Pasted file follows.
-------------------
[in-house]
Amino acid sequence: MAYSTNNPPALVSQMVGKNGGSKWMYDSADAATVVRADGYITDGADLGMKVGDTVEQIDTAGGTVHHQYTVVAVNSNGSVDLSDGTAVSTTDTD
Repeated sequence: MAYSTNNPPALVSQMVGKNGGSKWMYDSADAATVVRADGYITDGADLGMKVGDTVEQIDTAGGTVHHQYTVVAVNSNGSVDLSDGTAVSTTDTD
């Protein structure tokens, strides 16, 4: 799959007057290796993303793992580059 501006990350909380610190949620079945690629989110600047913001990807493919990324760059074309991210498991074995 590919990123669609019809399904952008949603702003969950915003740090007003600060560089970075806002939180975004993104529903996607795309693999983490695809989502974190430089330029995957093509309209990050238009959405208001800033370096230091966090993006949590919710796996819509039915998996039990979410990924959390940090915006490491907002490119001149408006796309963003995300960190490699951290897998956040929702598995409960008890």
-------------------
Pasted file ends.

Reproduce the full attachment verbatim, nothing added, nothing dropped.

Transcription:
[in-house]
Amino acid sequence: MAYSTNNPPALVSQMVGKNGGSKWMYDSADAATVVRADGYITDGADLGMKVGDTVEQIDTAGGTVHHQYTVVAVNSNGSVDLSDGTAVSTTDTD
Repeated sequence: MAYSTNNPPALVSQMVGKNGGSKWMYDSADAATVVRADGYITDGADLGMKVGDTVEQIDTAGGTVHHQYTVVAVNSNGSVDLSDGTAVSTTDTD
């Protein structure tokens, strides 16, 4: 799959007057290796993303793992580059 501006990350909380610190949620079945690629989110600047913001990807493919990324760059074309991210498991074995 590919990123669609019809399904952008949603702003969950915003740090007003600060560089970075806002939180975004993104529903996607795309693999983490695809989502974190430089330029995957093509309209990050238009959405208001800033370096230091966090993006949590919710796996819509039915998996039990979410990924959390940090915006490491907002490119001149408006796309963003995300960190490699951290897998956040929702598995409960008890």